Modigliani Lot 1008
Amedeo Modigliani (1884-1920)
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Property of a Distinguished Gentleman
Amedeo Modigliani (1884-1920)

Tête de cariatide

Amedeo Modigliani (1884-1920)
Tête de cariatide
pencil on paper
16 ¾ x 10 3/8 in. (42.6 x 26.3 cm.)
Drawn circa 1910-1911
Dr. Paul Alexandre, Paris.
Hanover Gallery, London (by 1962).
Private collection, Lugano (by 1975).
Galerie Alexandre Iolas, Geneva.
Simon C. Dickinson, Ltd., London.
Acquired from the above by the present owner, November 2004.
A. Ceroni, Amedeo Modigliani, dessins et sculptures, Milan, 1965, p. 30, no. 40 (illustrated).
A. Ceroni and L. Piccioni, I dipinti di Modigliani, Milan, 1970, p. 106 (illustrated).
O. Patani, Modigliani, disegni, Milan, 1976, p. 127, no. 10 (illustrated).
C. Mann, Modigliani, London, 1980, pp. 71 and 211, no. 42 (illustrated, p. 72; titled Head with an Abacus and dated 1911-1912).
C. Parisot, Modigliani, catalogue raisonné, dessins, aquarelles, Livorno, 1990, vol. I, p. 340, no. 14/10 (illustrated, p. 235).
O. Patani, Amedeo Modigliani, catalogo generale, sculture e disegni, 1909-1914, Milan, 1992, p. 103, no. 80 (illustrated).
London, Hanover Gallery, Matisse and Modigliani Drawings, March-April 1962, no. 11 (illustrated; titled Head and dated 1909).
Lugano, Rassegna internazionale delle arti e della cultura, Dalle collezioni d’arte private ticinesi, Maestri Europei del XX secolo, 1975, no. 105.
Verona, Galleria dello Scudo, Modigliani, dipinti e disegni, incontri italiani, 1900-1920, November 1984-January 1985, p. 121, no. 6 (illustrated).
Verona, Galleria d’arte moderna e contemporanea, Palazzo Forti, Modigliani a Montparnasse, 1909-1920, July-October 1988, p. 65 (illustrated).
Paris, Musée de Montmartre and Takasaki, Municipal Museum, Montmartre et les peintres, 1994, p. 139, no. 123 (illustrated in color, p. 95).

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Vanessa Fusco
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Lot Essay

In the early stages of Modigliani’s career, he aspired to be a sculptor. Though he experimented with stone carving in Carrara at the age of 18, he could not afford to fully commit himself to the medium. Modigliani was a long-time admirer of Constantin Brancusi, and in 1909, Paul Alexandre introduced him to the Romanian artist, who would become a significant influence and mentor to the young Italian. Brancusi’s impact can be most clearly witnessed in Modigliani’s return to working with stone. From 1910 to 1913, he dedicated himself to sculpture, of which only 25 examples have survived. With the high cost of limestone, the material was precious and thus drawing became integral to his process, with the walls of his studio punctuated with the architectural studies of heads. Modigliani’s unreliable income also required him to move frequently from one studio to another and each time the drawings would be rehung. Tête de cariatide exhibits several artist’s tack-holes at the edges from this activity and underscores its close relationship to his sculpture of the period.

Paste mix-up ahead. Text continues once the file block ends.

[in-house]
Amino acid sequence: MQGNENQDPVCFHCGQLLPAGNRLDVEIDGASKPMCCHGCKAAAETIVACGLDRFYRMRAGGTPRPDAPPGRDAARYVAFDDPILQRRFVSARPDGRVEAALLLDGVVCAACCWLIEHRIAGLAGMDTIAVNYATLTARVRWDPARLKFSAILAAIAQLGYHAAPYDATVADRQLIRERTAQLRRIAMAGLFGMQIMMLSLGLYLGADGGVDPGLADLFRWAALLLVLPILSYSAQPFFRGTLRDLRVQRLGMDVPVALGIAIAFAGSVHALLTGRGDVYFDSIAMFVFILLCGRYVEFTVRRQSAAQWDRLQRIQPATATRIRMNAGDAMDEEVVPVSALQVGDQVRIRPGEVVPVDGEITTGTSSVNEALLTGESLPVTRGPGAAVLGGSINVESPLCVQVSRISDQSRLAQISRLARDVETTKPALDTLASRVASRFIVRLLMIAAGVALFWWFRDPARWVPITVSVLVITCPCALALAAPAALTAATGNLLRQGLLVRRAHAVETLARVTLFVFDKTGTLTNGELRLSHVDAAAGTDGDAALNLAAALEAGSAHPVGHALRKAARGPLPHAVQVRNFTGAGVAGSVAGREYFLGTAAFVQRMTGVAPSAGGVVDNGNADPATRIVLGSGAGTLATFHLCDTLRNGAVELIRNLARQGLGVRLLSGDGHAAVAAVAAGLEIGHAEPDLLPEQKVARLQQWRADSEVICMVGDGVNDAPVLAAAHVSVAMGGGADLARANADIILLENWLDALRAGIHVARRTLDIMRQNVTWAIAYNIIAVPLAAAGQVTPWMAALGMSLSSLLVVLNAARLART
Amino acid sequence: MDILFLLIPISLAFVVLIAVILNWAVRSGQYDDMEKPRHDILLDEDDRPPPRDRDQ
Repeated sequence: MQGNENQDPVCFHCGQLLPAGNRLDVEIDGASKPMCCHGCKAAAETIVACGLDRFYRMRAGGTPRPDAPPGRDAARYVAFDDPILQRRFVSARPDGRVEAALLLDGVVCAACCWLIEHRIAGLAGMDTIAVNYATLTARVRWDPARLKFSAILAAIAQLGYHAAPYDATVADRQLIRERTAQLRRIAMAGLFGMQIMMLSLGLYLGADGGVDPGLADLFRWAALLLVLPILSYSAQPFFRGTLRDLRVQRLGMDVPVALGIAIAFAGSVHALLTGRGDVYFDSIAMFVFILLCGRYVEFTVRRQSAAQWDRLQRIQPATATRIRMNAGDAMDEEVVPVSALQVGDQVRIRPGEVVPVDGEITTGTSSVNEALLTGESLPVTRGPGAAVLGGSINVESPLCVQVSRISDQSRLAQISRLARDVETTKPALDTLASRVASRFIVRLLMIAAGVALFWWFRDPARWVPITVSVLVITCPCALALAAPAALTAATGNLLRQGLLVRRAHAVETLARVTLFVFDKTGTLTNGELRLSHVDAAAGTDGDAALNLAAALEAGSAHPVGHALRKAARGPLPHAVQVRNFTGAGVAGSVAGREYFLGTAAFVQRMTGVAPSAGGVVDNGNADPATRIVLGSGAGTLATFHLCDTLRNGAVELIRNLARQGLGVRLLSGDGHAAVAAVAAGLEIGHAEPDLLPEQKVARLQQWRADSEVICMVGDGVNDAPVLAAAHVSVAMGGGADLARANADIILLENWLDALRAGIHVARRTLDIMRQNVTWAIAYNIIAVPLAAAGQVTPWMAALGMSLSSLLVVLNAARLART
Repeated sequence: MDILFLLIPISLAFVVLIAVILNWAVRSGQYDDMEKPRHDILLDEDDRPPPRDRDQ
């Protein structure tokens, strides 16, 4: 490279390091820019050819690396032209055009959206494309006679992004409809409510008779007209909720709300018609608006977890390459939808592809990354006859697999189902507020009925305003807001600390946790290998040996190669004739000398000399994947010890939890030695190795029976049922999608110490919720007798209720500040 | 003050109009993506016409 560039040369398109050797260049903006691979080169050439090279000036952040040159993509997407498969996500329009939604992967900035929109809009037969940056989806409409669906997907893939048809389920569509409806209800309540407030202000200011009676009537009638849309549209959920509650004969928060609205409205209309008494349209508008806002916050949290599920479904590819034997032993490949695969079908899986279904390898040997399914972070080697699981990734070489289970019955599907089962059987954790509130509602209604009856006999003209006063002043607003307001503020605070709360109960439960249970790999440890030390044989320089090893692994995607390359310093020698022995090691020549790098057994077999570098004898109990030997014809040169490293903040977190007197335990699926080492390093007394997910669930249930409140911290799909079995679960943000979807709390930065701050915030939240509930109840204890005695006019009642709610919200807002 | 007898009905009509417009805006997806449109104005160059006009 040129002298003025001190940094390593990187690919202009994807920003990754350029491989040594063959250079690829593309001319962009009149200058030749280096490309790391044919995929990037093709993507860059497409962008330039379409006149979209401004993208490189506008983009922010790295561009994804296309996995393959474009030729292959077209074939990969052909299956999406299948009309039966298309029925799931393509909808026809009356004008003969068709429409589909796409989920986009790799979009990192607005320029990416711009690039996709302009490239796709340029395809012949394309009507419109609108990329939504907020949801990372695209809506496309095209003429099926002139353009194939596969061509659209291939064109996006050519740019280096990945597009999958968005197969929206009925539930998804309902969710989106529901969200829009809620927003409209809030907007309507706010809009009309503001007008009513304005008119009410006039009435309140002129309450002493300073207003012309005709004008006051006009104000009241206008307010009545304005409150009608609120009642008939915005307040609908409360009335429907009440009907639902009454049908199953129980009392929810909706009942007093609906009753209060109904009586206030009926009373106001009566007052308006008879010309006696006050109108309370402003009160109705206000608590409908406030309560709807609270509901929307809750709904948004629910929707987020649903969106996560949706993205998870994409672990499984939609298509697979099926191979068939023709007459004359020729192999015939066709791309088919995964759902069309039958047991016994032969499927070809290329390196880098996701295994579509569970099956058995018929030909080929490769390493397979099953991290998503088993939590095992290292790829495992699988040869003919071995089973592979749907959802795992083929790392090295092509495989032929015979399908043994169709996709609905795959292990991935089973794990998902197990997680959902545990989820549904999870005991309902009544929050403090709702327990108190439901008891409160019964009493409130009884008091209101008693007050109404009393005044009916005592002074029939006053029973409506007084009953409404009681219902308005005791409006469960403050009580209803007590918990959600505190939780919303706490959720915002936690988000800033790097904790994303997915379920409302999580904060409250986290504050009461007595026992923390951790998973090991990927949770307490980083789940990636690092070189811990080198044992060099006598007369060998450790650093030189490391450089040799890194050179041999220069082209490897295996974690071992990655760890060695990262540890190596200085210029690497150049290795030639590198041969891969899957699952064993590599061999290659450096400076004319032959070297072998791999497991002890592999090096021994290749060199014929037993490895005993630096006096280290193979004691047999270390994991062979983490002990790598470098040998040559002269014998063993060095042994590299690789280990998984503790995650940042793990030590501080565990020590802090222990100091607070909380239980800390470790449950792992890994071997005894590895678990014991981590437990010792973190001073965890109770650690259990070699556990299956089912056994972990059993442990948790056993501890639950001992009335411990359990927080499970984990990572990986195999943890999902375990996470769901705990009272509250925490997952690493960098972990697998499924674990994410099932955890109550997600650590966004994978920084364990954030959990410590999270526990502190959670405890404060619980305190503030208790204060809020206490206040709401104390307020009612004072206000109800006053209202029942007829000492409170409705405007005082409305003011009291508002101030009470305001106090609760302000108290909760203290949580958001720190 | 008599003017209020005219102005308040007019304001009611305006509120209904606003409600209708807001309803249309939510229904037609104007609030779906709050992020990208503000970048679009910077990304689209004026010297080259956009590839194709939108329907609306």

As a draughtsman, Modigliani focused on a narrow range of themes including idol-like heads, kneeling caryatids and a single standing figure. His intense preoccupation with sculptural form was the dominant force in his work. He became obsessed with the caryatid both as a sensual figure and as a functional architectural element. The figures transform from expressive and emotional to austere and geometric. With Tête de cariatide, he unites natural form with sculptural artifice to create a seductive yet hieratic form. Modigliani’s streamlined aesthetic dealt away with decoration and setting in his drawings. From his formative years spent in Florence and Venice, Modigliani was familiar with medieval Italian sculpture. His inspiration for sculpture derives from the Etruscans but also from African and Asian art—all of which were fashionable artistic trends in Paris in the early decades of the 20th century. As early as 1909 through the influence of Alexandre, he discovered African Art and Khmer sculpture in the Trocadéro, becoming enchanted by such figures and turning to them for his own artistic innovation.
Alexandre, close friend of the artist and the first owner of Tête de cariatide, explained, “In his drawings, there is invention, simplification, and purification of the shape. This is why African primitive art had seduced him. Modigliani recreated in his own way the lines of the human figure by inserting them in the negroid canons. He experimented all attempts of simplification of the lines and was interested in these for his own personal research" (quoted in N. Alexandre, Modigliani inconnu, témoignages, documents et dessins inédits de l’ancienne collection de Paul Alexandre, Paris, 1993, pp. 43-44).

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